• Using a general POA when a limited power of attorney would have been more appropriate.
  • Naming a person that you can’t truly trust as your agent.
  • Giving an agent who cannot be trusted with too much power.
  • Executing a power of attorney to someone who cannot serve in that role, such as a treating physician.

For more advice on how to minimize the possibility of a poorly executed POA or a POA that exerts unintended authority on untrustworthy people, set aside a time to consult with a knowledgeable estate planning lawyer about the documents. A VA Beach estate planning lawyer is here to guide you.

 

Does a Virginia College Student Really Need a Power of Attorney?

You’ve thought about all of the different details for your college bound child’s life but have you thought about what it would take to step in and make decisions on his or her behalf if they were unable to do so? This requires a power of attorney after your child has passed age 18. You are no longer legally able to make decisions or make inquiries on their behalf without a power of attorney document.

If your college age student puts together a power of attorney, however, and appoints you as the attorney in fact, you become eligible to manage legal and financial matters on behalf of your adult child. It might seem like a minor detail but this can be extremely important.

You can help with everyday tasks like renewing passport, managing car registration, updating a driver’s license or responding to a jury duty summons in the event that you have power of attorney over that individual. No matter where your child goes to college in Virginia,

Some of the most important factors to consider in determining what to think about when creating a power of attorney include illness or disability, business commitments, current or ongoing legal issues, location and distance and worst case scenario planning.

The assistance of an estate planning lawyer can go a long way in helping you to prepare a power of attorney document and ensuring that the person who has been appointed as the attorney in fact understands this role and is capable of stepping in to manage the important tasks outlined under the POA. Since a power of attorney can be broad or specific, it’s important to discuss these aspects with your college age student to help determine what is most appropriate for you in that situation.

Your Virginia Beach estate planner can assist you with this document creation.

 

 

 

I Recently Moved to Virginia. Is My Will Still Valid?

Among all of the changes that you’ll need to make when you move to a new state, voter registration, driver’s license and updating all of your bank account and credit card addresses, don’t forget your will.

There is a good chance that your current will is still valid in your new state but there might be differences in the new state’s laws that render portions of your existing will invalid. Furthermore, it’s just a good idea to consult with an experienced estate planning attorney in your new area to verify that other aspects of your estate plan are up to date as well.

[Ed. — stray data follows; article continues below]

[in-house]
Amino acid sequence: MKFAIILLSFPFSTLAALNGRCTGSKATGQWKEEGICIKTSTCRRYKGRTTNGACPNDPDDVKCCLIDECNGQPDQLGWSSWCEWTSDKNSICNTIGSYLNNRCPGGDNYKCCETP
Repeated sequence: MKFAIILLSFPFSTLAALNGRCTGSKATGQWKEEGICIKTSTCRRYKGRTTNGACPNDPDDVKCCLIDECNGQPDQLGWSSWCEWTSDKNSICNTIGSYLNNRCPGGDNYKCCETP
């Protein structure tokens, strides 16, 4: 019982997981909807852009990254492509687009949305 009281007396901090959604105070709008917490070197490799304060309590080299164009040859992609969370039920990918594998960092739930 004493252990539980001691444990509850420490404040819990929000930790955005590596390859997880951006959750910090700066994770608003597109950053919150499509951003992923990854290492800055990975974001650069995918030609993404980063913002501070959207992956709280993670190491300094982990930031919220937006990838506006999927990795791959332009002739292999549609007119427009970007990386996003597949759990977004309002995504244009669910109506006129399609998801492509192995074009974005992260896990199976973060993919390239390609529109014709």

Moving to a new address, for example, also means that you might need to update this information with your retirement or brokerage account or life insurance policy. This will make it that much easier for your beneficiaries to reach out to these important account managers in the event something happens to you.

Another reason to have your estate plan reviewed is if you move from a common law state to a community property state or vice versa. Since property laws can vary from one state to another, you want to verify that the current aspects of your estate plan are still accurate.

States might also have differing rules about when co-owned property is eligible to pass to the surviving owner and when it can pass under the will. You might also wish to speak with your new estate planning attorney about whether there’s any language you can add to your new will to make probate easier for your loved ones. Schedule a consultation today with a trusted estate planning lawyer in Virginia Beach, VA.    

 

I’ve Been Offered a Funeral Trust. What Is It?

Many years ago in estate planning it was very common for banks and other financial institutions to present you with a form that could be used for ensuring that you have a method to pay for your final arrangements.

A funeral trust is simply that: a trust that has been created to pay for those final expenses. More often than not, these forms were created by a bank rather than an estate planning attorney and while an estate planning attorney might still create such a document for you today, they are far less common than they used to be.

Usually these are presented to you by funeral homes in a pre-planning process. Although funeral trusts are potential still available to you, it can be a far better idea to sit down with your estate planning lawyer and discuss the types of trusts available to you and how you can anticipate moving forward effectively.

The support of an experienced and dedicated estate planning attorney can go a long way in helping you to accomplish your individual goals and verify that the proper documentation, such as powers of attorney, living wills and beneficiary forms are all properly completed and updated in line with your unique needs.